We've been questioning the same thing for years: Is Instagram bad for mental health? Between the need for likes and a verified status—plus the picture-perfect influencers we hold on a pedestal—it's next to impossible not to feel somewhat inadequate while doom scrolling.
But does it need to be this way? Is being authentic on social media actually possible in 2021?
As it turns out, the pressure of the photo-sharing platform is not just in our heads: a recent Wall Street Journal report uncovered that the Facebook officials are aware that Instagram—which Facebook owns—has the potential to wreak havoc on users' mental health, particularly that of teenage girls. Anxiety, depression and body issues all stem from unrealistic and unattainable stature users come across on feeds, but these toxic emotions are not just problematic for young adults.
Instagram users of all ages have felt some type of anxiety at one point or another whilst using the app. The picture-perfect presentation with engagement reveals, vacation stories, and job updates can be enough to make someone crack. What's meant to be a fun, accessible way to connect with people has turned into a grand competition that's led to feelings of deficiency, jealousy, FOMO and so much more.
Fortunately, the user experience doesn't have to be negative—just strategic.
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Is Instagram bad for mental health?
While, yes, Instagram—and social media as a whole—certainly has the power to make one feel less than, experts believe there is a way to use the app beneficially.
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1. Be thoughtful in your approach
When you're feeling bored or thinking about opening up the app, turn your attention towards a good book or a TV show instead. Scrolling with no purpose will likely make you encounter something bothersome.
"I would suggest trying to use Instagram in a more mindful way," says Jacqueline Nesi, an assistant professor in the Department of Psychiatry and Human Behavior at Brown University. "Because of the way social media sites are designed, we often find ourselves opening the apps subconsciously and mindlessly scrolling, without taking stock of how it is affecting our mood or self-esteem."
2. Find (and follow) what makes you happy
If a fitness trainer isn't really giving you the motivation you're looking for, or if a friend's constant public displays of affection are too much to handle, there's no need for a follow. What you consume should be based on what makes you happy, not depressed or inept.
"Does messaging a friend make you feel happy, connected? Does following a certain influencer make you feel worse? Pay attention to these feelings and adjust the way you use the platform accordingly," Nesi says.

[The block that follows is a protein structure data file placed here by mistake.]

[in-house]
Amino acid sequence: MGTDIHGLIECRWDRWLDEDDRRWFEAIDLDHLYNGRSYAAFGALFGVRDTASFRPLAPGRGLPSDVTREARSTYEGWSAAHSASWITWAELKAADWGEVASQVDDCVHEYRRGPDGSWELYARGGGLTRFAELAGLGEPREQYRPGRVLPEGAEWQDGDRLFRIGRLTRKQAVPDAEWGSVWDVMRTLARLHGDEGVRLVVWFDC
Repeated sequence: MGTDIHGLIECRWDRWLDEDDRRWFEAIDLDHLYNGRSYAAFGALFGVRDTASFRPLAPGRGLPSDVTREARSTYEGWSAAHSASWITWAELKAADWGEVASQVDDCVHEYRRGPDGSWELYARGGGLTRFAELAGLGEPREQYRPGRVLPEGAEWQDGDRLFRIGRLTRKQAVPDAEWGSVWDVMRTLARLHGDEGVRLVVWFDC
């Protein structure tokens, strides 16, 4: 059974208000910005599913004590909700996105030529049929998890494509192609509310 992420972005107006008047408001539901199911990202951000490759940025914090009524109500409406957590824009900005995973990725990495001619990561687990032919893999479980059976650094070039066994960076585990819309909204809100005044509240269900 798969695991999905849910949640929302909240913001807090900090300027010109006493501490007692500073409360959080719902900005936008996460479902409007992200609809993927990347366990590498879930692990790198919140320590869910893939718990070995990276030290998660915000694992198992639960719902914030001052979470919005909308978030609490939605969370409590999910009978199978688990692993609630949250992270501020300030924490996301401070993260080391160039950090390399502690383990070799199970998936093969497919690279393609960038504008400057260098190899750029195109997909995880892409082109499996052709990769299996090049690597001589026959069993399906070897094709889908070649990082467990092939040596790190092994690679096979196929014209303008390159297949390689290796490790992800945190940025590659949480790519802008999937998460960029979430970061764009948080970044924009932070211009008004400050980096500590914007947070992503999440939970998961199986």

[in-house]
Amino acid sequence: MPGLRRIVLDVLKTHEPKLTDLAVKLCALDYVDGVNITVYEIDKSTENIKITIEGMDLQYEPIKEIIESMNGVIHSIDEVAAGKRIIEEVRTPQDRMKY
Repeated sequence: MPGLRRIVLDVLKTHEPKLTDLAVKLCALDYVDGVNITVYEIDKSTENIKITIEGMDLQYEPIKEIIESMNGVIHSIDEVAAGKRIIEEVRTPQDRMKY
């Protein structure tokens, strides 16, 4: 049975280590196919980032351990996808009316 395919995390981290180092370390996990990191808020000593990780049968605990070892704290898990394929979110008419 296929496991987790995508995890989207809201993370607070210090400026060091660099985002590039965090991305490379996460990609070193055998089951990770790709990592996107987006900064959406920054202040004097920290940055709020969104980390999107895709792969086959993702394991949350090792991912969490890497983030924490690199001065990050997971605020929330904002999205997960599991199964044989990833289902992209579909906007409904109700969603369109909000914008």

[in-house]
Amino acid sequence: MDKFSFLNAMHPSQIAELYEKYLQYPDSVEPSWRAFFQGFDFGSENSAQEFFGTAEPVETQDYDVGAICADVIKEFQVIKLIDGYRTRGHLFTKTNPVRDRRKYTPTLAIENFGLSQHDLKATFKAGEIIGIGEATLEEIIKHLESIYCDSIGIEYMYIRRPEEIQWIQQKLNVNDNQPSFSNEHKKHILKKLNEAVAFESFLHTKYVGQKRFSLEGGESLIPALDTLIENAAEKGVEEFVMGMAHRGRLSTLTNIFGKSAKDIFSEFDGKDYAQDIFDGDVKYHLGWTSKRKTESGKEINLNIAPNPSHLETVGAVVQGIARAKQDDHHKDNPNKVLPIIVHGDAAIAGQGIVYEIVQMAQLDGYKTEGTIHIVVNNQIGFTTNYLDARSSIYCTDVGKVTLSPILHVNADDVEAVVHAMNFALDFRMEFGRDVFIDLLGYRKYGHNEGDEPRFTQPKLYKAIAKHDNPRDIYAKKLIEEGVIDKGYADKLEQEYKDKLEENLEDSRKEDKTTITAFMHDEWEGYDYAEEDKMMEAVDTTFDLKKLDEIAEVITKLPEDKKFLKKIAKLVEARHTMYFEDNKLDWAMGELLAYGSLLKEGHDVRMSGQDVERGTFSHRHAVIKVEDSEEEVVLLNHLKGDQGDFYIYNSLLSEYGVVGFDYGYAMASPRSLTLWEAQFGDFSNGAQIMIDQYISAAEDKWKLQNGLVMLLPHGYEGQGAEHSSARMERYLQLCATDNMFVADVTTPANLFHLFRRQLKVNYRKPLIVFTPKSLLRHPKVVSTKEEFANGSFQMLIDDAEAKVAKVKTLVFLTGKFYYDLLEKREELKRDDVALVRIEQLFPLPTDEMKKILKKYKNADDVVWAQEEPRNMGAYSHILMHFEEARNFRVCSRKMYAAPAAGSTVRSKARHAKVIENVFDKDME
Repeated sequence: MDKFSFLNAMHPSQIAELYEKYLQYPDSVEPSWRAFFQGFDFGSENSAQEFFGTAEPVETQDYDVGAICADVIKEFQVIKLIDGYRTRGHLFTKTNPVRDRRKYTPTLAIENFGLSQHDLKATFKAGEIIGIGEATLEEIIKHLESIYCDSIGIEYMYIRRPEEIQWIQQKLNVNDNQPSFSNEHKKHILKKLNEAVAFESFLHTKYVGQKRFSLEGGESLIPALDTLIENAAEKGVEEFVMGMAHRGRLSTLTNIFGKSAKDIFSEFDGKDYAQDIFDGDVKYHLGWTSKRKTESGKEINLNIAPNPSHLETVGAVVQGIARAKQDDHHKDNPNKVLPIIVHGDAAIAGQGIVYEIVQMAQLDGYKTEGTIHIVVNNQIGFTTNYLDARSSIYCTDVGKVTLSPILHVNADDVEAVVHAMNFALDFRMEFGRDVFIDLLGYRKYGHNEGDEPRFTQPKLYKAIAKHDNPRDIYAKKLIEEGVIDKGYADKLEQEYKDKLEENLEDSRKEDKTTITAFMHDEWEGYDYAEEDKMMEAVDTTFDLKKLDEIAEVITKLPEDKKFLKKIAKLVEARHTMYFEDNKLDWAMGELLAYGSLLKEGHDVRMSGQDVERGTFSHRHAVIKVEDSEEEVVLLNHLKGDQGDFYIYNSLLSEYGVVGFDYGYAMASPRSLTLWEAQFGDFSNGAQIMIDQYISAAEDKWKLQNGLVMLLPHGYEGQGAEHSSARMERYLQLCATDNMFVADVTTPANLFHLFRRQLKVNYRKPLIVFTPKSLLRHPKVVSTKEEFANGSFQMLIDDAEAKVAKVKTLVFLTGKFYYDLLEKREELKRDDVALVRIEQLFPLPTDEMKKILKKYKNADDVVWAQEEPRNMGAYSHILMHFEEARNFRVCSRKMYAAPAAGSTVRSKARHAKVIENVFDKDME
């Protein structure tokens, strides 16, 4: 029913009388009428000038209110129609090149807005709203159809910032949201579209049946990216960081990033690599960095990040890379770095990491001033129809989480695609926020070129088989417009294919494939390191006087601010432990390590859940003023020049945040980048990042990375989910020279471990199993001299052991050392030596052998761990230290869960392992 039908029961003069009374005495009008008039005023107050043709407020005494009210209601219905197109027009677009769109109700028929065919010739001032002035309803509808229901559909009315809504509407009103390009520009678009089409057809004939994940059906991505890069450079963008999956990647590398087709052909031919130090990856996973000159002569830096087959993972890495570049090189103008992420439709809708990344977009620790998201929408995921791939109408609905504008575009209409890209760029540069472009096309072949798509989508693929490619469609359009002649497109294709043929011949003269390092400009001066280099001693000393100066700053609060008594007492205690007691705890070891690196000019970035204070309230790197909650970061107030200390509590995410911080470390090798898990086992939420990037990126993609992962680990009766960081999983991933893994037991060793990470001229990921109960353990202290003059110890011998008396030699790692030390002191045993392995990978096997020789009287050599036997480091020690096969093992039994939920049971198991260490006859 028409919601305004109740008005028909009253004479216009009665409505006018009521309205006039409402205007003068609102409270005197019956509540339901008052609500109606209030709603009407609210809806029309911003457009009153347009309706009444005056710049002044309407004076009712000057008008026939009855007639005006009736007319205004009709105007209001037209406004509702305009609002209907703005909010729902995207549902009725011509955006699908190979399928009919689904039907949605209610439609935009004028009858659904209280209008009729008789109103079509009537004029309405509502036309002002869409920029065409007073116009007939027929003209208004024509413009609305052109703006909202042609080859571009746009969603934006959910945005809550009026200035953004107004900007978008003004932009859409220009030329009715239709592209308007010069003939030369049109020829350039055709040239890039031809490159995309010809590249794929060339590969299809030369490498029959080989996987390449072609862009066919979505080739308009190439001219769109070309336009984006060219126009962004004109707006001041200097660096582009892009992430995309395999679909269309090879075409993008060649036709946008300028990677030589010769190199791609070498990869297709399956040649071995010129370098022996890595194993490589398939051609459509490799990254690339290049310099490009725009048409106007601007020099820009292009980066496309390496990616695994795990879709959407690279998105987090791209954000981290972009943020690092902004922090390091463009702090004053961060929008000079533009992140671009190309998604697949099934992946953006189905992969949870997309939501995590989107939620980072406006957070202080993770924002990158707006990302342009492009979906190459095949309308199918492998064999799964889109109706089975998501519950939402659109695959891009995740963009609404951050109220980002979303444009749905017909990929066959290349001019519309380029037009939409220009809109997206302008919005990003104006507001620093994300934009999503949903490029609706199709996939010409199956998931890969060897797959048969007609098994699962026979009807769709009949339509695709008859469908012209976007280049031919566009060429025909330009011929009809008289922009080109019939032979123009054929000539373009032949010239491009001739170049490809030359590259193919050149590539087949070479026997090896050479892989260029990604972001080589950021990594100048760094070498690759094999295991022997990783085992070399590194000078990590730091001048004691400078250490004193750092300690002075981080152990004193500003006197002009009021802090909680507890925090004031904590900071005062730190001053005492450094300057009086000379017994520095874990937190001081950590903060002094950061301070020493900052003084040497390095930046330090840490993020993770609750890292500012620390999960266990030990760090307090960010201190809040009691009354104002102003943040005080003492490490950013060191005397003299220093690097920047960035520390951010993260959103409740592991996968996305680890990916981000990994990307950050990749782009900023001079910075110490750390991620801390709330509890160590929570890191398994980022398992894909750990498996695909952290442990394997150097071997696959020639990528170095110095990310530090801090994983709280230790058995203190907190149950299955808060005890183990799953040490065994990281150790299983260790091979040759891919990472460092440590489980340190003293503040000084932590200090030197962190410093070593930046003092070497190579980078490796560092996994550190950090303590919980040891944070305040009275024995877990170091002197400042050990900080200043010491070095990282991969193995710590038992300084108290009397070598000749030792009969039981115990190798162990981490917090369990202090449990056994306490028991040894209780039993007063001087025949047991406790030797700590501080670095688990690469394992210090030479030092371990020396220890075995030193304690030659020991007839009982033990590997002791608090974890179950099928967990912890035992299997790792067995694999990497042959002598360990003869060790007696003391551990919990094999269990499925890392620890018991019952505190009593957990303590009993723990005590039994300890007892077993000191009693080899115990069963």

(If you feel the need to be gentle, muting an account is one way to limit the content in your feed without actually nixing a user from your following.)
3. Don't seek virtual approval
"Attaching our self-worth to how we think we compare to others who post on social media is also problematic," says Dr. Chris Barry, a professor in the Department of Psychology at Washington State University. "Instead, using social media to connect with others or to keep up with news or topics of interest seem to be more adaptive in terms of well-being."
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4. If the grass looks greener, it's probably fake
Ironically, a social media meme that has emerged on feeds reads, "If the grass looks greener, it's probably fake."
Nothing is copacetic 24/7/365, no matter what type of persona someone is trying to exude virtually.
5. When in doubt, find furry friends
Truthfully, is there anything better than animals on Instagram? You can always count on a cute pup to add a little brightness to your day.
While there are certainly downsides to interacting virtually (and in-person, of course), learn to do what works best for you. Curate an experience that represents what you want, and don't let a "like" or a hashtag make you feel as though you're not enough.
Need a TV show recommendation? Maybe a few decor tips? Danielle, a digital news writer at Future, has you covered. Her work appears throughout the company’s lifestyle brands, including My Imperfect Life, Real Homes, and woman&home. Mainly, her time is spent at My Imperfect Life, where she’s attuned to the latest entertainment trends and dating advice for Gen Z.
Before her time at Future, Danielle was the editor of Time Out New York Kids, where she got to experience the best of the city from the point of view of its littlest residents. Before that, she was a news editor at Elite Daily. Her work has also appeared in Domino, Chowhound, and amNewYork, to name a few.
When Danielle’s not writing, you can find her testing out a new recipe, reading a book (suggestions always welcome), or rearranging the furniture in her apartment…again.
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